National Theatre

It is not true that “in my weakness is my strength” or “We can be at our most powerful when we are vulnerable“. Rather, we are powerful when our vulnerability cease to matter to us, either to correct or disguise. When I delight in my vulnerability it ceases to frighten me.

Without a series of coincidences- petty ones, bus late, that sort of thing- I would not have been on the South Bank on Wednesday, or had the experiences I had. If I had realised the theatre ticket Mona was offering was for a 45 minute interview with Anthony Sher I would not have bothered. If the bus had been on time I would have had my mobile phone- ask, if you really must- and not have tried to contact her by borrowing one. First I tried in the train. The woman opposite was typing furiously on her lap-top, with precise hand-written notes; I read, “ÂŁ1.6m”. She had her business face on, but was very sweet when I said “excuse me”. But her mobile had ceased to work. The man beside me had no signal, but leant me his when he caught one. We had a brief conversation about mobiles. Nearing the station, she stood up, and I noticed she was trembling.

In the National Theatre, I did not notice Mona, so keen was I to borrow a mobile. The first I asked said she had specifically switched her phone off for the theatre, and the second showed hers was on the blink. You have to take the battery out, apparently. She could not remove the SIM. Then we stared at a line crawling across the screen for an age. With no signal inside, I took the phone outside in the rain, and Mona chased after me. She had been talking “to two old women- women my age”. An hour later, she said, “I have two messages- oh, they’re from you”.

I did not ask Sher my question, about his role as a psychic transsexual. Mona’s question was that she had noticed aspects of his Falstaff in his Willy Loman, and wondered how he laid down a role before starting a new one. It is not a problem, he said, nothing he had ever even considered. She tried to ask a follow-up, speaking over the interviewer, and later was going “yeah…yeah” as if we were at a table with him, rather than in an audience. At first I was embarrassed, but before the couple in front looked round disapprovingly I had decided Mona was my friend, and I would support her. Perhaps she was not used to the strong painkillers.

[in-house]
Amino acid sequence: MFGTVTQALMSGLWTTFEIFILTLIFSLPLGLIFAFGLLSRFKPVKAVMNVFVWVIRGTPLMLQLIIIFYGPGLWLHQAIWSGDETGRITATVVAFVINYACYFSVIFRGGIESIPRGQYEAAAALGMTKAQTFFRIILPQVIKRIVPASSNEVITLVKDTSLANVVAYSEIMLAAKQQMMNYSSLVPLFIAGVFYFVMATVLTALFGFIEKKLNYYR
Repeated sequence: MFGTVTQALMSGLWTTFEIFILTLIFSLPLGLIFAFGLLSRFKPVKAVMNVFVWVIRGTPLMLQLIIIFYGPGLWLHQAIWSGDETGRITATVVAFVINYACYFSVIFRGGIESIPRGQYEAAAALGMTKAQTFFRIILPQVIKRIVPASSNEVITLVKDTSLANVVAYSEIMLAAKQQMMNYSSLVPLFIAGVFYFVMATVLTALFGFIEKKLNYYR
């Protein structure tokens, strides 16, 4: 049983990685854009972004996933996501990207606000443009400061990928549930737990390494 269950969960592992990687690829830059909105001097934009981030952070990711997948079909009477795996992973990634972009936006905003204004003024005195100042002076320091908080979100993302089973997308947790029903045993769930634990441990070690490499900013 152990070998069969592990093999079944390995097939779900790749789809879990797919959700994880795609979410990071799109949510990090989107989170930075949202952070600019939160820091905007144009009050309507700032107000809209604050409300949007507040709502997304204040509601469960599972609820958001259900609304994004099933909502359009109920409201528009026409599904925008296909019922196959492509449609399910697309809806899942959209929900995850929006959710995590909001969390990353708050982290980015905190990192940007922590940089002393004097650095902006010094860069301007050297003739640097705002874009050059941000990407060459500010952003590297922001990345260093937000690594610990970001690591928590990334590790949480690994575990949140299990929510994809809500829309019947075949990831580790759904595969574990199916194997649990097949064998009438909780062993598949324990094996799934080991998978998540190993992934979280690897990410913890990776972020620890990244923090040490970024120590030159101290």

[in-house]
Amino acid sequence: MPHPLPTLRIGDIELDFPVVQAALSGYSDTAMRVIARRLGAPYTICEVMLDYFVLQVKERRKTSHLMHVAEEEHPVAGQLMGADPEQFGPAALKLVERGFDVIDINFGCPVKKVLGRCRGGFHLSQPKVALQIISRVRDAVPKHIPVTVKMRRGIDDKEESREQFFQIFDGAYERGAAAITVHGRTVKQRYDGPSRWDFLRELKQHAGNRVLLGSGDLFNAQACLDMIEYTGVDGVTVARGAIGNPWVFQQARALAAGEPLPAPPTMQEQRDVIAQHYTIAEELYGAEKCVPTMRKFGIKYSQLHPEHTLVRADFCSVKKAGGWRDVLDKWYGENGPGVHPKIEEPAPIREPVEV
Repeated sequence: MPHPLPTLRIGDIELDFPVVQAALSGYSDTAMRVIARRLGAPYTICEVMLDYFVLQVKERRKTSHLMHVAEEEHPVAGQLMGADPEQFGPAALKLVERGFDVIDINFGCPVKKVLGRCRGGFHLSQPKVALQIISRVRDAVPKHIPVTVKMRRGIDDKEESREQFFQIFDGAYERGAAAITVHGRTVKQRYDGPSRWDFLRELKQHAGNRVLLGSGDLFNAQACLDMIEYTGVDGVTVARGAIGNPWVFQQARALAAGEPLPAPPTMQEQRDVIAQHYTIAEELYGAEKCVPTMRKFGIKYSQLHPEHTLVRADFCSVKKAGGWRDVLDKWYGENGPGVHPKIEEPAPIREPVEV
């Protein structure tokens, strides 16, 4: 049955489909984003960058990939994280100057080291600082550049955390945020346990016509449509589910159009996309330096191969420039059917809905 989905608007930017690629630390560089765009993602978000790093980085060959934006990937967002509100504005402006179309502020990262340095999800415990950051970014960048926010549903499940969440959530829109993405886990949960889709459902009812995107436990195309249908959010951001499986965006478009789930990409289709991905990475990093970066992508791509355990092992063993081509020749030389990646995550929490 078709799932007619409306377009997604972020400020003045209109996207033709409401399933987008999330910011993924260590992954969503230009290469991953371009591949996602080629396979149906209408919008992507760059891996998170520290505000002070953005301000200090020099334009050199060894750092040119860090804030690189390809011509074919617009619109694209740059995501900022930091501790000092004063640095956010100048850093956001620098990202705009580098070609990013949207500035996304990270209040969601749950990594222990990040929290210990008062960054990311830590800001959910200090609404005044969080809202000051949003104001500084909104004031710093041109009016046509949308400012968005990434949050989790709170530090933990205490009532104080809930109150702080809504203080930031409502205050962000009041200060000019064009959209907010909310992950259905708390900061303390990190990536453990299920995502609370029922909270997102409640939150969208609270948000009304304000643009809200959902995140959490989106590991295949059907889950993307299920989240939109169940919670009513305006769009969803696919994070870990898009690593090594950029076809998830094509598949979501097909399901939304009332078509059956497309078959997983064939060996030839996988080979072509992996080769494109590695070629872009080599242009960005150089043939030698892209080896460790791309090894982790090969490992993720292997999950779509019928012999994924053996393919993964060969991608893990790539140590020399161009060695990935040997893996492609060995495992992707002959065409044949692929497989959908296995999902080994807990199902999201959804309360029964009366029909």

Sher played Falstaff as a ruthless, homeless alcoholic. His charm was part of the complexity of the character- Shakespeare writes human beings. Sher’s comment which has hurt me was that the fantasist Loman has a strong will: I do not know what to do with my strong will, either.

Mona had tickets for the play, but not one for me- but not for that night, either, she had the day wrong. I got a ticket. I have at last embraced Disabled status, which got me a ÂŁ34 discount, without needing any evidence or explanation.

Paul CĂ©zanne - Nature morte avec pommes et pĂȘches

2 thoughts on “National Theatre

  1. Something about that offhand remark about the psychic transsexual role reminded me of a dream my wife had recently. I’m still thinking about it and thought you’d appreciate it. In the dream, our whole city was taken over by a carnival, and everyone had to participate somehow. She and I joined the World Delegation of Transgender Fortune-Tellers (hope I got the name exactly right). Apparently the group was very prestigious, and we were trained extensively in fortune-telling before we began to perform the art.


    • That review said the film was meaningless, pointless and dreadful, but I found it horrible (I was deeply closeted, even from myself) and fascinating. She(r) ends up in a dress, in a boat, in a park, looking blissful.


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